Learning all this about the drink convinced me that I should at least give it a second chance in a mixed version, and in fact, I found that when diluted substantially with Coca-Cola it is really quite enjoyable, the coke somehow softening the bitter, mud-like flavors I’d found so horrific when taken neat, and allowing the menthol flavors to come through. Now, you might not think that a menthol-flavored coke would be good, but given that cherry coke is good, why not mint? So, emboldened, I tried it with ginger ale and apart from creating a very thick, frothy and peculiar head that never went away, I found that this isn’t too bad either, though I would recommend the cola more highly. Then, in one final throw of the dice, I decided to try it with tonic water, understanding that it was likely to taste pretty nasty. Sure enough, it did taste pretty nasty, although not quite as bad as anticipated, and, by the time I reached the bottom of the glass, it had improved to almost tolerable.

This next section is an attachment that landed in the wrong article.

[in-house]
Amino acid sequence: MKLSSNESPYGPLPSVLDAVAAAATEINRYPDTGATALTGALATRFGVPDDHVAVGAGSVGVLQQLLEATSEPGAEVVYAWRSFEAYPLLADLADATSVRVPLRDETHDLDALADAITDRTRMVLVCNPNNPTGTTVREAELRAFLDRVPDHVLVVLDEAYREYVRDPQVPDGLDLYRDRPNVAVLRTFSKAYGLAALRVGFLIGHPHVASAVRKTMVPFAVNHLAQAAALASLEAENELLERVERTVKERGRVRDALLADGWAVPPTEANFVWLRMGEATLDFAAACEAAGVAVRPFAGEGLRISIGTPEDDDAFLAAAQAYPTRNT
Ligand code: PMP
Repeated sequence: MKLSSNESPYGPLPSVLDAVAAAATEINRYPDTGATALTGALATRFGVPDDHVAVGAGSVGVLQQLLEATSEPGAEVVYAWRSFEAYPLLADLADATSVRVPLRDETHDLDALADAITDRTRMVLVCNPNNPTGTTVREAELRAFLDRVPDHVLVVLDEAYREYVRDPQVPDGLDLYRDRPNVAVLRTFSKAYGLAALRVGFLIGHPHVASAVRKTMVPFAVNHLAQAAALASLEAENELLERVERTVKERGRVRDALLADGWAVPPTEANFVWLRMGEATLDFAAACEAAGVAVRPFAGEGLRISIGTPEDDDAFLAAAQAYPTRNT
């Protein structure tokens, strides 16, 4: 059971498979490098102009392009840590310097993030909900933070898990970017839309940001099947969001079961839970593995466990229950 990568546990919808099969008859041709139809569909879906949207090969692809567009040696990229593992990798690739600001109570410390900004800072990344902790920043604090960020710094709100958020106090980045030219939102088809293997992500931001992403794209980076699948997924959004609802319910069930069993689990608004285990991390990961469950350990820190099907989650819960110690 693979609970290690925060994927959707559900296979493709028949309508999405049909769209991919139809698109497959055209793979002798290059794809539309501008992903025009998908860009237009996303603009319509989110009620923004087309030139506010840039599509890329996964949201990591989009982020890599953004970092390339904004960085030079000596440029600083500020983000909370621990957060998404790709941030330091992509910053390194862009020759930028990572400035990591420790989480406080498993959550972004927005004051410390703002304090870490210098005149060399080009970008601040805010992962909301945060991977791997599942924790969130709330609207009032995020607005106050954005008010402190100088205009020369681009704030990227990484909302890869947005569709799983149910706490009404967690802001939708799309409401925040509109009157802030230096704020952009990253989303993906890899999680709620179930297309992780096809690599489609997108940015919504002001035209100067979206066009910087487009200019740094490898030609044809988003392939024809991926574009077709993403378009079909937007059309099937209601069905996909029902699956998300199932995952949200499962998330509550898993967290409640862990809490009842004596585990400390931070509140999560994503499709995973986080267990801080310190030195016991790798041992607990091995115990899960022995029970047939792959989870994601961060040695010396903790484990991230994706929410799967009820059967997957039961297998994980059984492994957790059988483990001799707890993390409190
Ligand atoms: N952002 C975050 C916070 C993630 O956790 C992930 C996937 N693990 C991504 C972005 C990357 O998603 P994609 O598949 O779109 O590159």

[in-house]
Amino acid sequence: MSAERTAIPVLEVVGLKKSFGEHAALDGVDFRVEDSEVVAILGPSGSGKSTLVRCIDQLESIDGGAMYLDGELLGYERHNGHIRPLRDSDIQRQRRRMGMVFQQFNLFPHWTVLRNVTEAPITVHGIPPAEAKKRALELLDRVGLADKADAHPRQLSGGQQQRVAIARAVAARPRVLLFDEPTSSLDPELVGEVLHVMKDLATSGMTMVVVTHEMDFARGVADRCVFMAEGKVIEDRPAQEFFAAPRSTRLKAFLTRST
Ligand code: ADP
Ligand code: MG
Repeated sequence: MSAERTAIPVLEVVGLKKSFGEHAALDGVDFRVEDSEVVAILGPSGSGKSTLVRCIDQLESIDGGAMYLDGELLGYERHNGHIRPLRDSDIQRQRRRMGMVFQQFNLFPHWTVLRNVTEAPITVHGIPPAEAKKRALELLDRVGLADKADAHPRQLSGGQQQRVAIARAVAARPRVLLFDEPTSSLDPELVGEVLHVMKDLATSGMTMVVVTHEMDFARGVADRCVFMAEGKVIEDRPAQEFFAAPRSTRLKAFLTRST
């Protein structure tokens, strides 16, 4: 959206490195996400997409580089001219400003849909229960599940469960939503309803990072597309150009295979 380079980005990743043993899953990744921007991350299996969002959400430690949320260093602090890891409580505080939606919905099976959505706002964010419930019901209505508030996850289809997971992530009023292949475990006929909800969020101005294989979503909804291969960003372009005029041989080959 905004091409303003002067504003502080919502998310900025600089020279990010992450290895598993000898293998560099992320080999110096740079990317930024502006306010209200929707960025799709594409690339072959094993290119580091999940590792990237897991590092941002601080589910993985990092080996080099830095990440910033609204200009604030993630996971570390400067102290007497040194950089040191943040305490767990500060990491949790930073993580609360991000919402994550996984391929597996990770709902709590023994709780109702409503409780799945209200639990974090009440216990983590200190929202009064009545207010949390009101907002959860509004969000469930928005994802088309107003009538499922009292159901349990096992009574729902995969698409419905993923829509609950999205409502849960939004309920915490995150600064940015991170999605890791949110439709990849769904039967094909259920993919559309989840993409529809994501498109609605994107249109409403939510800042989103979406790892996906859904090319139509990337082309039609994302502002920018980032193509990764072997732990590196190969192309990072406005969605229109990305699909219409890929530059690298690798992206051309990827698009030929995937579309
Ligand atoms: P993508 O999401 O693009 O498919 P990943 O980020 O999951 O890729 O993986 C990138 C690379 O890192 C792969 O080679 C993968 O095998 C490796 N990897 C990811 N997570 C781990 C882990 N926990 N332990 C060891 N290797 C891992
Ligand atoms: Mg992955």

So, the question remains, would I recommend Fernet-Branca to you, the reader? Well, yes, but with some serious reservations. I’m not in the business of being deliberately provocative and saying something obscure and bad-tasting is good, just because it might cause a stir in the blog world and show me and my palate to be somehow in the vanguard, but I thought Fernet and coke was actually rather good. And if you want to try something slightly unusual, then I would suggest you try it. However, unless you think you’ll enjoy drinking something akin to the taste of Angostura bitters mixed with the ash from Newport lights, I would not recommend you drink it neat, ever.